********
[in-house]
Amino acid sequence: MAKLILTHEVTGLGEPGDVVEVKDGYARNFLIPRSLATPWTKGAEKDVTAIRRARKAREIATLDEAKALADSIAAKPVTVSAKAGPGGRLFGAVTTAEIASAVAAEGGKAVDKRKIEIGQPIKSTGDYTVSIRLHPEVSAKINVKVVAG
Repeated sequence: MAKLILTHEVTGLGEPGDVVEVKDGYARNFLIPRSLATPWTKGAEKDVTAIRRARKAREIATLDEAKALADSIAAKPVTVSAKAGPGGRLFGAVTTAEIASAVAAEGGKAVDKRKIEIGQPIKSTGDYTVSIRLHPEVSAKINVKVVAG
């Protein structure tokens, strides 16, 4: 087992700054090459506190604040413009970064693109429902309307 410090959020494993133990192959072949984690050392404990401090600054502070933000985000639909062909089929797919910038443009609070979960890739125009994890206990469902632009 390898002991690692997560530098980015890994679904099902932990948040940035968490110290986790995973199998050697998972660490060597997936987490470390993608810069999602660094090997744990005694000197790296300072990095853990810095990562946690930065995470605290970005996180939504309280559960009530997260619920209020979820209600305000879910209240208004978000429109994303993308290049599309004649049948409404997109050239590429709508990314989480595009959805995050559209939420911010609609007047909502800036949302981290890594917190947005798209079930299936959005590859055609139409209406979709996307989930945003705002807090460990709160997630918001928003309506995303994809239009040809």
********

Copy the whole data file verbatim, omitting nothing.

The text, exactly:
[in-house]
Amino acid sequence: MAKLILTHEVTGLGEPGDVVEVKDGYARNFLIPRSLATPWTKGAEKDVTAIRRARKAREIATLDEAKALADSIAAKPVTVSAKAGPGGRLFGAVTTAEIASAVAAEGGKAVDKRKIEIGQPIKSTGDYTVSIRLHPEVSAKINVKVVAG
Repeated sequence: MAKLILTHEVTGLGEPGDVVEVKDGYARNFLIPRSLATPWTKGAEKDVTAIRRARKAREIATLDEAKALADSIAAKPVTVSAKAGPGGRLFGAVTTAEIASAVAAEGGKAVDKRKIEIGQPIKSTGDYTVSIRLHPEVSAKINVKVVAG
């Protein structure tokens, strides 16, 4: 087992700054090459506190604040413009970064693109429902309307 410090959020494993133990192959072949984690050392404990401090600054502070933000985000639909062909089929797919910038443009609070979960890739125009994890206990469902632009 390898002991690692997560530098980015890994679904099902932990948040940035968490110290986790995973199998050697998972660490060597997936987490470390993608810069999602660094090997744990005694000197790296300072990095853990810095990562946690930065995470605290970005996180939504309280559960009530997260619920209020979820209600305000879910209240208004978000429109994303993308290049599309004649049948409404997109050239590429709508990314989480595009959805995050559209939420911010609609007047909502800036949302981290890594917190947005798209079930299936959005590859055609139409209406979709996307989930945003705002807090460990709160997630918001928003309506995303994809239009040809």